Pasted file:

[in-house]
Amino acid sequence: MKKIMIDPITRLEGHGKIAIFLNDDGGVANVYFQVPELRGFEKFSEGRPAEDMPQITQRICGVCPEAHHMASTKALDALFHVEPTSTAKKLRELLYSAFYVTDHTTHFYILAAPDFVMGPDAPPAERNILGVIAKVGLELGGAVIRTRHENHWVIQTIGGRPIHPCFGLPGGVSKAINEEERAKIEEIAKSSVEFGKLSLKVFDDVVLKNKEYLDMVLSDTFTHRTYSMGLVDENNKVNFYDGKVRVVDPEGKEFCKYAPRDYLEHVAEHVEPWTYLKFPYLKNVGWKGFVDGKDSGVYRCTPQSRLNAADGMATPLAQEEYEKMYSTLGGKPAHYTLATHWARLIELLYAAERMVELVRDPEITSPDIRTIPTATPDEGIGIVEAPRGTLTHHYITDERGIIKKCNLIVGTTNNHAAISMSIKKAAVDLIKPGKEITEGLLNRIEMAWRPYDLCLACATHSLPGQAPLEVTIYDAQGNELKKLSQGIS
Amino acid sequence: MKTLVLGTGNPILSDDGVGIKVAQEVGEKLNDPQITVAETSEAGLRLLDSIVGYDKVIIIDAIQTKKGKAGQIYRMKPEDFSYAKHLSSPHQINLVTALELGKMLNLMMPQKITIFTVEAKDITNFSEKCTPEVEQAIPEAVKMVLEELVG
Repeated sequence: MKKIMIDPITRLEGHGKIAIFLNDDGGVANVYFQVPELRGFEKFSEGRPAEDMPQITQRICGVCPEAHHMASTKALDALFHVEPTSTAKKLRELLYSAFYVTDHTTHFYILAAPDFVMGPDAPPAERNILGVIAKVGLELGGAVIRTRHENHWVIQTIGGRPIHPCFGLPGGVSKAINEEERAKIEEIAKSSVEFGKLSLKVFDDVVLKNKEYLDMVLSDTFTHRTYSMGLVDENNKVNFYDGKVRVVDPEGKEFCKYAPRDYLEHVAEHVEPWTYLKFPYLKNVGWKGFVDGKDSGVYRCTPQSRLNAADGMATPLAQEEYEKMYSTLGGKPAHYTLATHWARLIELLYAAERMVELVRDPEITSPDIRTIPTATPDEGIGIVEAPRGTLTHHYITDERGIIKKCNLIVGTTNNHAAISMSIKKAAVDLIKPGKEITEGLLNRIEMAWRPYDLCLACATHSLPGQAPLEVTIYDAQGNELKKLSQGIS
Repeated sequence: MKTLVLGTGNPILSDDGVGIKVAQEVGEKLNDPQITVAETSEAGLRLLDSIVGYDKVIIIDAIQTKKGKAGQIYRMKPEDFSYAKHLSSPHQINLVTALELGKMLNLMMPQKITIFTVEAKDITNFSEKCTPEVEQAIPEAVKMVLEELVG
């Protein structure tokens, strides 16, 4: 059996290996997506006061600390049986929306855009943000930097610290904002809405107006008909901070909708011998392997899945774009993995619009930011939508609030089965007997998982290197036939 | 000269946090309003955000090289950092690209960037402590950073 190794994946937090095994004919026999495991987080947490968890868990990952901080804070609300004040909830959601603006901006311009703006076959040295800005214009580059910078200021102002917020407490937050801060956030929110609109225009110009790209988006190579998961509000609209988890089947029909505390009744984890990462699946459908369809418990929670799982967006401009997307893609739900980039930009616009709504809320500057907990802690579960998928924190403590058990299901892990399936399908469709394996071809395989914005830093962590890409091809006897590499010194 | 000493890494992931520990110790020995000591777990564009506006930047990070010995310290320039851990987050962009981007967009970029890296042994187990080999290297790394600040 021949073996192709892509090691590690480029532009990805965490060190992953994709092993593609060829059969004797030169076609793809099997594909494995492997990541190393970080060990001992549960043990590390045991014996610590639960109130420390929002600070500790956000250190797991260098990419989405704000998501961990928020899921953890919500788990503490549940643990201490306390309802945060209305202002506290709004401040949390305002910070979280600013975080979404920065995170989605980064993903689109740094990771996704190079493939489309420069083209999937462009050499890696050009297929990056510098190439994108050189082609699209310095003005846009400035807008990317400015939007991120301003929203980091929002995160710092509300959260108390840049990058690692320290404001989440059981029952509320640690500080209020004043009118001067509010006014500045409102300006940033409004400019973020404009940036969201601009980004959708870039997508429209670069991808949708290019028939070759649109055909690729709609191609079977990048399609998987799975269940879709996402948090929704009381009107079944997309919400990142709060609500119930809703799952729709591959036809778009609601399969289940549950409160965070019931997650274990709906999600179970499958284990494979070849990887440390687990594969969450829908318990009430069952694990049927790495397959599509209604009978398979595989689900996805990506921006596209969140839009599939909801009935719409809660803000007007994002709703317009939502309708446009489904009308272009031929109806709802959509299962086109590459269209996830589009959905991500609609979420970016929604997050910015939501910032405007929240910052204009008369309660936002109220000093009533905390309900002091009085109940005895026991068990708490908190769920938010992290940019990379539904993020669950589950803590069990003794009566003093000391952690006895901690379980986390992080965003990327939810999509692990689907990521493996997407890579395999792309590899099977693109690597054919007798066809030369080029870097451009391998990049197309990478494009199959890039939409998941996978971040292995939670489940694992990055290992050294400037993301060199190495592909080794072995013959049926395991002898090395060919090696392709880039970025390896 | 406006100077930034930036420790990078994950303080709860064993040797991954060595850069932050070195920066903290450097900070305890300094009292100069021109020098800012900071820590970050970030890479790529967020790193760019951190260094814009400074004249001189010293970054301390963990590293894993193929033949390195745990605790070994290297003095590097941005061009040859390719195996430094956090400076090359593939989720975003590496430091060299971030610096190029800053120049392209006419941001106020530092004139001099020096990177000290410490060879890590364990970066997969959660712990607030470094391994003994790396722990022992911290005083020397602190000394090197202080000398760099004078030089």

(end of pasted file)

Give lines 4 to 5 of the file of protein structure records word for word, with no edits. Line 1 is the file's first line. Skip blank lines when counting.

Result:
Repeated sequence: MKKIMIDPITRLEGHGKIAIFLNDDGGVANVYFQVPELRGFEKFSEGRPAEDMPQITQRICGVCPEAHHMASTKALDALFHVEPTSTAKKLRELLYSAFYVTDHTTHFYILAAPDFVMGPDAPPAERNILGVIAKVGLELGGAVIRTRHENHWVIQTIGGRPIHPCFGLPGGVSKAINEEERAKIEEIAKSSVEFGKLSLKVFDDVVLKNKEYLDMVLSDTFTHRTYSMGLVDENNKVNFYDGKVRVVDPEGKEFCKYAPRDYLEHVAEHVEPWTYLKFPYLKNVGWKGFVDGKDSGVYRCTPQSRLNAADGMATPLAQEEYEKMYSTLGGKPAHYTLATHWARLIELLYAAERMVELVRDPEITSPDIRTIPTATPDEGIGIVEAPRGTLTHHYITDERGIIKKCNLIVGTTNNHAAISMSIKKAAVDLIKPGKEITEGLLNRIEMAWRPYDLCLACATHSLPGQAPLEVTIYDAQGNELKKLSQGIS
Repeated sequence: MKTLVLGTGNPILSDDGVGIKVAQEVGEKLNDPQITVAETSEAGLRLLDSIVGYDKVIIIDAIQTKKGKAGQIYRMKPEDFSYAKHLSSPHQINLVTALELGKMLNLMMPQKITIFTVEAKDITNFSEKCTPEVEQAIPEAVKMVLEELVG